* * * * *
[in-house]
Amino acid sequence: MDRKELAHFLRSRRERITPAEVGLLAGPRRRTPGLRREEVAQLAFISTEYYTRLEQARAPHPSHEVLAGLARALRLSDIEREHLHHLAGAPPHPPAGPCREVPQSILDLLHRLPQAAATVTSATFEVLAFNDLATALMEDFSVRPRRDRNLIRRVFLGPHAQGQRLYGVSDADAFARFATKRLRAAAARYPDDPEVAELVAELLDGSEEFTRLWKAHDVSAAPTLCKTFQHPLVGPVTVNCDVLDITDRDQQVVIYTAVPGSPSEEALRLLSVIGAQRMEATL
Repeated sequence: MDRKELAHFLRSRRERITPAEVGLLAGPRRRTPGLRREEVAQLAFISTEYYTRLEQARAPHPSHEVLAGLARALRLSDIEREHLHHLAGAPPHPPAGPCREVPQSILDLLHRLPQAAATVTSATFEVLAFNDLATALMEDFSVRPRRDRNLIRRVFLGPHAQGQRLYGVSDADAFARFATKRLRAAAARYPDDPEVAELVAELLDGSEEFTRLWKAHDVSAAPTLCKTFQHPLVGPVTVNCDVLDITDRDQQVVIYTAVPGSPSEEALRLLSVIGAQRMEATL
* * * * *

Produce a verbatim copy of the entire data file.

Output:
[in-house]
Amino acid sequence: MDRKELAHFLRSRRERITPAEVGLLAGPRRRTPGLRREEVAQLAFISTEYYTRLEQARAPHPSHEVLAGLARALRLSDIEREHLHHLAGAPPHPPAGPCREVPQSILDLLHRLPQAAATVTSATFEVLAFNDLATALMEDFSVRPRRDRNLIRRVFLGPHAQGQRLYGVSDADAFARFATKRLRAAAARYPDDPEVAELVAELLDGSEEFTRLWKAHDVSAAPTLCKTFQHPLVGPVTVNCDVLDITDRDQQVVIYTAVPGSPSEEALRLLSVIGAQRMEATL
Repeated sequence: MDRKELAHFLRSRRERITPAEVGLLAGPRRRTPGLRREEVAQLAFISTEYYTRLEQARAPHPSHEVLAGLARALRLSDIEREHLHHLAGAPPHPPAGPCREVPQSILDLLHRLPQAAATVTSATFEVLAFNDLATALMEDFSVRPRRDRNLIRRVFLGPHAQGQRLYGVSDADAFARFATKRLRAAAARYPDDPEVAELVAELLDGSEEFTRLWKAHDVSAAPTLCKTFQHPLVGPVTVNCDVLDITDRDQQVVIYTAVPGSPSEEALRLLSVIGAQRMEATL